(ps)  Check out the San Jose Mercury News interview with Chuck, Alameda writer pens Oaxaca mystery.

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Carlos Fuentes, one of Mexico’s most revered writers, died yesterday at the age of 83.

It was the California connection that allowed for my introduction to the writings of Fuentes.  The acquaintance came through The Old Gringo, a fictionalized story of  the disappearance in Mexico, during the Mexican Revolution, of real life writer and US Civil War veteran, Ambrose Bierce.  Following the Civil War, Bierce wound up in California, where he was a contributor to the literary journal, The Argonaut, founded and edited by one of my relatives, about whom, Bierce wrote a typically acerbic epitaphHere lies Frank Pixley — as usual.  So, in my ongoing attempt to unravel some of the mysteries surrounding living and being in Mexico, reading the The Old Gringo was a no-brainer.  As The Guardian’s obituary of Carlos Fuentes concludes,

Throughout his life, wherever he lived, Mexico was the centre of Fuentes’s artistic preoccupations. In his late 70s, he provided a typically graphic description of the attraction he felt for his own land: “It’s a very enigmatic country, and that’s a good thing because it keeps us alert, makes us constantly try to decipher the enigma of Mexico, the mystery of Mexico, to understand a country that is very, very baroque, very complicated and full of surprises.”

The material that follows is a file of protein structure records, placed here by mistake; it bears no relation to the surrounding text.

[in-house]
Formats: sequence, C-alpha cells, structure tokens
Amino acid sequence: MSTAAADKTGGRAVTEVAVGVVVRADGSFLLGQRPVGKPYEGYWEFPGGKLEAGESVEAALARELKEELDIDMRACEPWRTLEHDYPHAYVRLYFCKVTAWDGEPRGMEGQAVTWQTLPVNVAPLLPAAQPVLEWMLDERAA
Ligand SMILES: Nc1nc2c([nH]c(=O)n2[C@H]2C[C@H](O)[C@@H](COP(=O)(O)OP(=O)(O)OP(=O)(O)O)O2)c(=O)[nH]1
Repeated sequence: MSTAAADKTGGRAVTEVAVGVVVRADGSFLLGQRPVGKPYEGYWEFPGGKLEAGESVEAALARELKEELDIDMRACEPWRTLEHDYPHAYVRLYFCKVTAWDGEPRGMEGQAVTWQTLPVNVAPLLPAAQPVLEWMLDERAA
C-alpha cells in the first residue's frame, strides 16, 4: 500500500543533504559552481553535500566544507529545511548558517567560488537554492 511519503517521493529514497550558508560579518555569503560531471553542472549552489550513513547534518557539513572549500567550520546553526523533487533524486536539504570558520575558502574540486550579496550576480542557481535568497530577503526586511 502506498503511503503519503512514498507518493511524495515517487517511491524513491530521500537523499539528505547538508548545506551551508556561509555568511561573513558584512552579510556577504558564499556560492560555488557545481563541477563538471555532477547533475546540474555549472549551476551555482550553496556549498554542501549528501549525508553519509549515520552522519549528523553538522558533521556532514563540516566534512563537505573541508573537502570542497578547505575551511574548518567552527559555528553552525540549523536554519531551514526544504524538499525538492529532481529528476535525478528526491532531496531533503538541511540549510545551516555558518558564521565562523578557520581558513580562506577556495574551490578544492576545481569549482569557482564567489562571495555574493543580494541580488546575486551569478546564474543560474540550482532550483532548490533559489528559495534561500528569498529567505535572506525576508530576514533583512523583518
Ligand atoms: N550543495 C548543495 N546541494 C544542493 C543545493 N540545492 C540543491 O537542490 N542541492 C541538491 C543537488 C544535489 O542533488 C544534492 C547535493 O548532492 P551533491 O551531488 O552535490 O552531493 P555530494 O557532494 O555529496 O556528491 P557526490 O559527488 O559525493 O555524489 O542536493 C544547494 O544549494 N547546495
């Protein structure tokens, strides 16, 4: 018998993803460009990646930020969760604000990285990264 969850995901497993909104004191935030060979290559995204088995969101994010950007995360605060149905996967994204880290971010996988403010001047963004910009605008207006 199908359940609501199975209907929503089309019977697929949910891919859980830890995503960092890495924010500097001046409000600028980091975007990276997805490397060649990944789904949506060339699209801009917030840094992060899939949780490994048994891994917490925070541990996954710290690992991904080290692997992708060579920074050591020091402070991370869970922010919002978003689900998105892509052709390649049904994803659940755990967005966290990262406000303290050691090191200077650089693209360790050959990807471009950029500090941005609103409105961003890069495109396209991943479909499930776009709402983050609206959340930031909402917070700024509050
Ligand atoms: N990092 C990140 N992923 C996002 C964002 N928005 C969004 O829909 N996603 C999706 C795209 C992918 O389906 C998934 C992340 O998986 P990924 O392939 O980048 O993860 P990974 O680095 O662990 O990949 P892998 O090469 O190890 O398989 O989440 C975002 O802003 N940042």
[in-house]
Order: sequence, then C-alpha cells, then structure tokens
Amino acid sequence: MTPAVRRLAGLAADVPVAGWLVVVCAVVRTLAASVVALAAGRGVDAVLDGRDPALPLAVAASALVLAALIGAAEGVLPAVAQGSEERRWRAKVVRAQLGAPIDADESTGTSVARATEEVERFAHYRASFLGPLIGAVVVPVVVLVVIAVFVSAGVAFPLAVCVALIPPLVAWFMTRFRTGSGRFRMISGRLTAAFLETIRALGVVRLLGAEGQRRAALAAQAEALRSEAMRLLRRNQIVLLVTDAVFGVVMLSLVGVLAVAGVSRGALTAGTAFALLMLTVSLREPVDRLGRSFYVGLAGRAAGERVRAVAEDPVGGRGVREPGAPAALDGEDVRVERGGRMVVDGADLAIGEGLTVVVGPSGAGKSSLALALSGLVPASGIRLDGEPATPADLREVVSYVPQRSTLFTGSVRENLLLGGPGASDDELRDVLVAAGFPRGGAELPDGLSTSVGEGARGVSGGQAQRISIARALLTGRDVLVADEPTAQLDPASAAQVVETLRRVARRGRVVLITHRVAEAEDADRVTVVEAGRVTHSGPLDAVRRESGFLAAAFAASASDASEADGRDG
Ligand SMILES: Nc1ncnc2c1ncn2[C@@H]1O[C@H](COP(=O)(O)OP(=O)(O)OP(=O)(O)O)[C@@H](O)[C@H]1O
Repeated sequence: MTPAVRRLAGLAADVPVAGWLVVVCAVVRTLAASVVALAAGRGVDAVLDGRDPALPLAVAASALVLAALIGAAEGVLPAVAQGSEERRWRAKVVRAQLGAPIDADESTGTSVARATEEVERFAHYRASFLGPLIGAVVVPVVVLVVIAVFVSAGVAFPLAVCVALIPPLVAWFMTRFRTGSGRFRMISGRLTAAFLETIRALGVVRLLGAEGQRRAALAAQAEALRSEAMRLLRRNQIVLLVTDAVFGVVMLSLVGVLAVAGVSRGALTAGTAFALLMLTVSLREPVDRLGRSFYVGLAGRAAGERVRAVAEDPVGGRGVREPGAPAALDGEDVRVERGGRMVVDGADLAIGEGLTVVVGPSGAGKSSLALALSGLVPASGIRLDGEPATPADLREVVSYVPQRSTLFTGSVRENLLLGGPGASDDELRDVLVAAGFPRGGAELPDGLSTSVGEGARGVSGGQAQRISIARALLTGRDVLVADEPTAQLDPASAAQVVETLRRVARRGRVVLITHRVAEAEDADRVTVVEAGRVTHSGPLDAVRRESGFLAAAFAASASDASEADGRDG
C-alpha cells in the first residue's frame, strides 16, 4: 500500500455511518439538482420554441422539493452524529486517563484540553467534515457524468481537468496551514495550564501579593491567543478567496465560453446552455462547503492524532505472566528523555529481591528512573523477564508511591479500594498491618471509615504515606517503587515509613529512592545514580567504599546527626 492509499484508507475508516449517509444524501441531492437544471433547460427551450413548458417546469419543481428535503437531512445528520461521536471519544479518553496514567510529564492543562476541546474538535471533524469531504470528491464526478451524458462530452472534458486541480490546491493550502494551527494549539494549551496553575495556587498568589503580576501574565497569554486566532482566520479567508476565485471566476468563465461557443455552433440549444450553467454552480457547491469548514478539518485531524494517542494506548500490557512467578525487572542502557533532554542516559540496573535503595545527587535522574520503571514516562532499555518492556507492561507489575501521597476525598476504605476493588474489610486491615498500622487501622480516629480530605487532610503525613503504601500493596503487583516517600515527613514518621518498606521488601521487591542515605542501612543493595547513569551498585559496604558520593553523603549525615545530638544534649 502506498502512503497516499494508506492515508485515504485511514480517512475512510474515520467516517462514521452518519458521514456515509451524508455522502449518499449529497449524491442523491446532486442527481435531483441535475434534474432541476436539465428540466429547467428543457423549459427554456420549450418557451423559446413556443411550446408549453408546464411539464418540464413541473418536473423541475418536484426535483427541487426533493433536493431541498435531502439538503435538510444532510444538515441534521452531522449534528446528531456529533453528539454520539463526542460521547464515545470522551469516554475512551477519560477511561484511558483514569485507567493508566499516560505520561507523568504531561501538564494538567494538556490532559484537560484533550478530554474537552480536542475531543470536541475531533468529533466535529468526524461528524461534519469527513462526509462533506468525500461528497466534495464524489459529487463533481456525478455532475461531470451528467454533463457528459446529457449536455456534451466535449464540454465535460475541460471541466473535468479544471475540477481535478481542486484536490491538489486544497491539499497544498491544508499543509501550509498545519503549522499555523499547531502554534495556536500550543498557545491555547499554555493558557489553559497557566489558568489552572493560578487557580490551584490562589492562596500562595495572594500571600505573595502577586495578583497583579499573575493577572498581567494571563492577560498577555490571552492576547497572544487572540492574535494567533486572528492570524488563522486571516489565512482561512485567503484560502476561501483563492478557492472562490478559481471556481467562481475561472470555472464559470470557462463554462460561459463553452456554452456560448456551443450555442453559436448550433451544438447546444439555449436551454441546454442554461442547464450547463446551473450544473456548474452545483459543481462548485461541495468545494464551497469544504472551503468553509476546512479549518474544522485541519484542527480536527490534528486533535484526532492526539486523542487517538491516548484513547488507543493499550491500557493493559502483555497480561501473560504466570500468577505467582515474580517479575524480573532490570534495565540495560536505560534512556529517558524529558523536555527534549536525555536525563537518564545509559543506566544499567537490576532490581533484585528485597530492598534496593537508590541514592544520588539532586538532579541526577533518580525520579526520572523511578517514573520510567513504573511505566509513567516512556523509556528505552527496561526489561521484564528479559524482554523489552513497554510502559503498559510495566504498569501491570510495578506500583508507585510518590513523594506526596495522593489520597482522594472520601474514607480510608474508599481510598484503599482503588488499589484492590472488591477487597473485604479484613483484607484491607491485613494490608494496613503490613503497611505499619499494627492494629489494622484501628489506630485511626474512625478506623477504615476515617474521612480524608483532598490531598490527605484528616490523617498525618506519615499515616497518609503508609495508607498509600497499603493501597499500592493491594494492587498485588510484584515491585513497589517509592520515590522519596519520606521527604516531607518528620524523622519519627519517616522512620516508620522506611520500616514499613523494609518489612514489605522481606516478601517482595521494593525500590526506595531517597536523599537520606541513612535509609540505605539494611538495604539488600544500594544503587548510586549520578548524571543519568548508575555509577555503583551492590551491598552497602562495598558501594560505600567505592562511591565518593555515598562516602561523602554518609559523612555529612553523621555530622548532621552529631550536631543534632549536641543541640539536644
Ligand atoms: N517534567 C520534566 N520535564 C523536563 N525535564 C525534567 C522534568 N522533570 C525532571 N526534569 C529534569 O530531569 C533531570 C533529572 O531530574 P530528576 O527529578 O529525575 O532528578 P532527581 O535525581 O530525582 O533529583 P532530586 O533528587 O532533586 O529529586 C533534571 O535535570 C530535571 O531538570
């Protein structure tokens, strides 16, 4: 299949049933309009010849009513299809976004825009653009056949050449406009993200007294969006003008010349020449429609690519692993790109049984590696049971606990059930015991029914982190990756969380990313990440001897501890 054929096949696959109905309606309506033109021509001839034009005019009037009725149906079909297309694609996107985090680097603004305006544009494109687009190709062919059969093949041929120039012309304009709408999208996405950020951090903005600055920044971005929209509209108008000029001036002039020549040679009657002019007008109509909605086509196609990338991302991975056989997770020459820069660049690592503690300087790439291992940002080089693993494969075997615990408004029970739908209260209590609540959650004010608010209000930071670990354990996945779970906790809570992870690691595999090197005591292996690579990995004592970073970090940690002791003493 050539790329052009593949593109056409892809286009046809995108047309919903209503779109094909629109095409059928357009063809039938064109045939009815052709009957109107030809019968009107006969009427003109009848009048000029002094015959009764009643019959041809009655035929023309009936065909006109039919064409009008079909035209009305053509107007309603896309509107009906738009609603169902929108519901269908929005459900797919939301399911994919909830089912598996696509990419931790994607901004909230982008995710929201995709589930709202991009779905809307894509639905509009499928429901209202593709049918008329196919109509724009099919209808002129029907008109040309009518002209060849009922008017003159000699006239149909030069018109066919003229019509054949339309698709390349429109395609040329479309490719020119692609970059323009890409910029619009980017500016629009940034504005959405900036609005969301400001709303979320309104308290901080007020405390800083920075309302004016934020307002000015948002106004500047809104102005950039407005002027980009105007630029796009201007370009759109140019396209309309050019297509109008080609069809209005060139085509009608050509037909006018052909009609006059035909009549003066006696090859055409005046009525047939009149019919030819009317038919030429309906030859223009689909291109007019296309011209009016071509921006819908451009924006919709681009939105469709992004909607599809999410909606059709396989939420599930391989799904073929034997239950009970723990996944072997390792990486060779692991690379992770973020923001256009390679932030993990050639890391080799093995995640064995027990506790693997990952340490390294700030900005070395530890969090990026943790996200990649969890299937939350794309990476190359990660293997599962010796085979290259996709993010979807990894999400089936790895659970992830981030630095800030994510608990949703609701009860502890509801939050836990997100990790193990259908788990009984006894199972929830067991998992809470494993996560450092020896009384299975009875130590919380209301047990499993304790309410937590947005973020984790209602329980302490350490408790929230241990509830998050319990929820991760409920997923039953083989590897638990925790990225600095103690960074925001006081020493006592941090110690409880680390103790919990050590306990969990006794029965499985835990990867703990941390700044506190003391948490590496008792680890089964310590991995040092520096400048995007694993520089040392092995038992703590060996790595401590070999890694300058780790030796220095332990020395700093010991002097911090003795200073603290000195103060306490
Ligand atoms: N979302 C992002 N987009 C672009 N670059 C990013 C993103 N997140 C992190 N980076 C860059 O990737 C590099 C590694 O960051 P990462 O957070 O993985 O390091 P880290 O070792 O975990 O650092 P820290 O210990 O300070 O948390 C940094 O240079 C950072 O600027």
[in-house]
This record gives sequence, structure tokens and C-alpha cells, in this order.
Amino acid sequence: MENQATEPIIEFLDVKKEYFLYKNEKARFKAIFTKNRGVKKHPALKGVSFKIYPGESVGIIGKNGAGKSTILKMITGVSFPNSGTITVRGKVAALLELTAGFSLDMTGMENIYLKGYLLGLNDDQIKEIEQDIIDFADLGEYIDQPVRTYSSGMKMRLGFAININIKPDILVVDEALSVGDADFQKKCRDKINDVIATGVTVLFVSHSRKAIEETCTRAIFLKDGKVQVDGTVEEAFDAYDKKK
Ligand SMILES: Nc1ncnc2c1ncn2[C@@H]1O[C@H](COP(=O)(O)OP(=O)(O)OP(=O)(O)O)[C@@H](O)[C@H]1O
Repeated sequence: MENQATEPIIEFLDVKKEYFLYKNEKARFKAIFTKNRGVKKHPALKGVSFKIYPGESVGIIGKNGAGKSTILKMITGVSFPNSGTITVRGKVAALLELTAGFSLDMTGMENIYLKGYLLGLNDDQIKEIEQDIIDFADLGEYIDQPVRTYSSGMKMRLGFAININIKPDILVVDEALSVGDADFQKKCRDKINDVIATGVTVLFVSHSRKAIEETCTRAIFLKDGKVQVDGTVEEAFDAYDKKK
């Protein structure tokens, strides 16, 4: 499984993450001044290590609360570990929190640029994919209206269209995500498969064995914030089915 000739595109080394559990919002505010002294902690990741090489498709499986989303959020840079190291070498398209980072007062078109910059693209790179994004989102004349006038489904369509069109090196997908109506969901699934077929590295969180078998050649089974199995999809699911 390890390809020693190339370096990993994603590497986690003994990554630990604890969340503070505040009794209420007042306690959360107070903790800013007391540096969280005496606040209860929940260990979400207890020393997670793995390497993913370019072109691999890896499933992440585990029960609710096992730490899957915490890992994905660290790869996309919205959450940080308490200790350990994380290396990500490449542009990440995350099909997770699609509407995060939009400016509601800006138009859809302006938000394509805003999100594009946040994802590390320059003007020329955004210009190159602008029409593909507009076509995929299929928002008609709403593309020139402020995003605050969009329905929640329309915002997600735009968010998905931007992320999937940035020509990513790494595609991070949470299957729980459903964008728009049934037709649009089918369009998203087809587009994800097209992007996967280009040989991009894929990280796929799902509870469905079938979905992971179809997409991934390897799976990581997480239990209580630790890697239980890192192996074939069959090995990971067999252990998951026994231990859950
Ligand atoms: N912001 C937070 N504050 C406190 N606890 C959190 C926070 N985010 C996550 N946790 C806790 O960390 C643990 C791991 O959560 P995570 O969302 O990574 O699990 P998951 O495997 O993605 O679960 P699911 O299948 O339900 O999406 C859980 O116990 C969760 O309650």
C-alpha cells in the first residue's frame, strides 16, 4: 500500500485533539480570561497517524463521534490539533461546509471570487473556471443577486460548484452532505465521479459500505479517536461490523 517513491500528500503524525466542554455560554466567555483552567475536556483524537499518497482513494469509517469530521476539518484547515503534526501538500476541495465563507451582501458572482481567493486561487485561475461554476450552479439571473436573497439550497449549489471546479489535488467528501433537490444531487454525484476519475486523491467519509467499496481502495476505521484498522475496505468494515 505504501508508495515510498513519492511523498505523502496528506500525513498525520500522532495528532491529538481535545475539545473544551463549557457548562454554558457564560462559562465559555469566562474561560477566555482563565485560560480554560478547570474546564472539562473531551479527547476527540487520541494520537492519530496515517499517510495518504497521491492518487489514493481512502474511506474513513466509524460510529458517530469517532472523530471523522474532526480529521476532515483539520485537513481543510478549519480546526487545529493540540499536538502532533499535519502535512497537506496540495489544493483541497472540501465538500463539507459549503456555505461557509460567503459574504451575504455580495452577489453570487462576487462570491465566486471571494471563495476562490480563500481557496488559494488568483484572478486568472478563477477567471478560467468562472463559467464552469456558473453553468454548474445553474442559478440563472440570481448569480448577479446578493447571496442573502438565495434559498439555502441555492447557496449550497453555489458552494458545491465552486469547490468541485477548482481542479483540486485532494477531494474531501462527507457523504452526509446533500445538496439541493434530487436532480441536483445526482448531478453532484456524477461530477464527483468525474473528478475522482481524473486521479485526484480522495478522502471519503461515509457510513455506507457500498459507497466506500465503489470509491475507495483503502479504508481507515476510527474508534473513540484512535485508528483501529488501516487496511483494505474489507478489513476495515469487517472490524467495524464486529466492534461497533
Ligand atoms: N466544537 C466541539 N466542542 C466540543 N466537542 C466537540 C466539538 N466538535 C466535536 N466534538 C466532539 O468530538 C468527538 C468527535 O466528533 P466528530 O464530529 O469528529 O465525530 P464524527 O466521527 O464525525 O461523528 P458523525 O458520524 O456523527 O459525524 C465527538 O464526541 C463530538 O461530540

Carlos Fuentes is not uncontroversial, but you should see for yourself.  If you are not familiar with his writings, you might want to visit your local library and checkout a book or two.  For those in Oaxaca, the Oaxaca Lending Library has the following titles:

Fiction
Adan en Eden
Baroque Concerto
Burnt Water
Cuerpos y Ofrendas
Campaign
Cantar de Ciegos/To Sing of the Blind
Change of Skin
Christopher Unborn
Constancia: y Otras Novelas para Vírgenes
Constancia and Other Stories for Virgins
Crystal Frontier
Diana the Goddess Who Hunts: The Goddess Who Hunts Alone